Typically, this column is used for questions from readers who send in their sex queries via e-mail or snail mail (almost always typed out rather than handwritten, interestingly enough). But those aren’t the only ways that I get asked questions. Friends, family, acquaintances, Facebook “friends” and strangers in airports and on the CTA have asked me questions. Yes, even on the CTA. Here are some from the past week:
Q A friend of mine was with this girl, and she told him that she had genital herpes before they ever did anything. He really likes her and they talked about it and decided to have sex anyway, but used condoms. Afterward he called me and asked if that was safe or not, and I said that I thought it was safe, but I also said that I would ask you. So what do you say?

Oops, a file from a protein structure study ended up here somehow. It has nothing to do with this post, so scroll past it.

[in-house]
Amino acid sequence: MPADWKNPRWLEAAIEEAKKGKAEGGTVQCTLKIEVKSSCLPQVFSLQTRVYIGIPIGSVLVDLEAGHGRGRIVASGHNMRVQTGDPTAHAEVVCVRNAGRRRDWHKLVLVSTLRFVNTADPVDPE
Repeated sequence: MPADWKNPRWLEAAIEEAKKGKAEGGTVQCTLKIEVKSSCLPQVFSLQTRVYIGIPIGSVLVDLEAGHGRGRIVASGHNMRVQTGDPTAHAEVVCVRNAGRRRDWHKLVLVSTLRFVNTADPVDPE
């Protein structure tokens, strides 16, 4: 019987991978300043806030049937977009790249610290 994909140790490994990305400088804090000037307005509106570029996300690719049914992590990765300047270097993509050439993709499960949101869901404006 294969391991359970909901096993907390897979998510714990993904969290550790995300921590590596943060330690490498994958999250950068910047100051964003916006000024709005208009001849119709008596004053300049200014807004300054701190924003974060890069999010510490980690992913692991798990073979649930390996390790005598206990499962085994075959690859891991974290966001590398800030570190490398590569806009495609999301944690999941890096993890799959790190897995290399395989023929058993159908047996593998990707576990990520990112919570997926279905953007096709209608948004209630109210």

A It’s pretty awesome that your friend found a girl who chose to be honest. I also like that you knew your limits and told him that you weren’t really sure you had good information on herpes, but that you’d check with me. Condoms are really and truly one of the most amazing public-health devices on the planet in terms of reducing the risk of some, but not all, sexually transmissible infections (STI). It’s too bad that some states and school districts don’t give medically accurate information about condoms, because that info is important to a lot of people. One of the STIs that condoms do not offer very high protection against is herpes, and that’s because herpes can be transmitted through genital skin contact, and condoms cannot cover all of a person’s skin in the genital and pelvic area. So while it is fantastic and brave that this woman told your friend that she has herpes, it is too bad that neither one of them knew that condoms—while a good choice, nevertheless—are not as effective at preventing herpes as they are at preventing other STIs. I would encourage your friend and his lady both to ask their health-care providers about antiviral medications that can help to (a) reduce her risk of having herpes outbreaks and (b) reduce the risk of her transmitting herpes to him. Fortunately, the risk of her transmitting herpes to him through one sex act is low, assuming she was not having or about to have an outbreak. They should still look into prevention strategies for the future. Learn more about herpes at cdc.gov or ashastd.org.